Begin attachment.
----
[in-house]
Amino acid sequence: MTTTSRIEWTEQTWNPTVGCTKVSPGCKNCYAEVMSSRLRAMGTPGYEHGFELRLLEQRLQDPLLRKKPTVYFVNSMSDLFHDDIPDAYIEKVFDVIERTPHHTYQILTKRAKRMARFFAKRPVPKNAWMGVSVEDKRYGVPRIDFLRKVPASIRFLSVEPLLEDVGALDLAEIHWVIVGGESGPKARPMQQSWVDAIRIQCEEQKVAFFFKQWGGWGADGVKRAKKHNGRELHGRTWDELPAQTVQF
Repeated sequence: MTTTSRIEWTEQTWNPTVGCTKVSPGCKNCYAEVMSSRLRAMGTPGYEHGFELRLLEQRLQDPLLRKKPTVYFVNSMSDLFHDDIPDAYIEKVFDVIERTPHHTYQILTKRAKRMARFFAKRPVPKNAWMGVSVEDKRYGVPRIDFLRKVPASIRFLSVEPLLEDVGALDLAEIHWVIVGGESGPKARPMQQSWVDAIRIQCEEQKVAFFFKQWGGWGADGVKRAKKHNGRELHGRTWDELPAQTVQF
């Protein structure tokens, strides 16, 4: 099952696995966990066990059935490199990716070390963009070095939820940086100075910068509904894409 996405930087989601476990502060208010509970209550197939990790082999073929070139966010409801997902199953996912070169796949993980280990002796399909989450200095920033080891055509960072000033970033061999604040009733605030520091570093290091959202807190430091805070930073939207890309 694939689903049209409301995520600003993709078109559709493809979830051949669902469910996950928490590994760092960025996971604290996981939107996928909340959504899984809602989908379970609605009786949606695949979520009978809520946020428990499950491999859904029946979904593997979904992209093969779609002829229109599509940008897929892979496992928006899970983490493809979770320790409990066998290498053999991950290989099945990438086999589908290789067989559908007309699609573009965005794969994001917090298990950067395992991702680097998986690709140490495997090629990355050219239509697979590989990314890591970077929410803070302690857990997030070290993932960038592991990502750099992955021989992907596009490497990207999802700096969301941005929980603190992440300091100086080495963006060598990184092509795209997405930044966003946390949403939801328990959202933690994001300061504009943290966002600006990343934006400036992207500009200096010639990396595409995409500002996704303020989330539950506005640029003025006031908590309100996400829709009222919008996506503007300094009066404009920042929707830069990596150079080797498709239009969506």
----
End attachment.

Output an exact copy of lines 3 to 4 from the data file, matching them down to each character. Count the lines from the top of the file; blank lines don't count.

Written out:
Repeated sequence: MTTTSRIEWTEQTWNPTVGCTKVSPGCKNCYAEVMSSRLRAMGTPGYEHGFELRLLEQRLQDPLLRKKPTVYFVNSMSDLFHDDIPDAYIEKVFDVIERTPHHTYQILTKRAKRMARFFAKRPVPKNAWMGVSVEDKRYGVPRIDFLRKVPASIRFLSVEPLLEDVGALDLAEIHWVIVGGESGPKARPMQQSWVDAIRIQCEEQKVAFFFKQWGGWGADGVKRAKKHNGRELHGRTWDELPAQTVQF
């Protein structure tokens, strides 16, 4: 099952696995966990066990059935490199990716070390963009070095939820940086100075910068509904894409 996405930087989601476990502060208010509970209550197939990790082999073929070139966010409801997902199953996912070169796949993980280990002796399909989450200095920033080891055509960072000033970033061999604040009733605030520091570093290091959202807190430091805070930073939207890309 694939689903049209409301995520600003993709078109559709493809979830051949669902469910996950928490590994760092960025996971604290996981939107996928909340959504899984809602989908379970609605009786949606695949979520009978809520946020428990499950491999859904029946979904593997979904992209093969779609002829229109599509940008897929892979496992928006899970983490493809979770320790409990066998290498053999991950290989099945990438086999589908290789067989559908007309699609573009965005794969994001917090298990950067395992991702680097998986690709140490495997090629990355050219239509697979590989990314890591970077929410803070302690857990997030070290993932960038592991990502750099992955021989992907596009490497990207999802700096969301941005929980603190992440300091100086080495963006060598990184092509795209997405930044966003946390949403939801328990959202933690994001300061504009943290966002600006990343934006400036992207500009200096010639990396595409995409500002996704303020989330539950506005640029003025006031908590309100996400829709009222919008996506503007300094009066404009920042929707830069990596150079080797498709239009969506």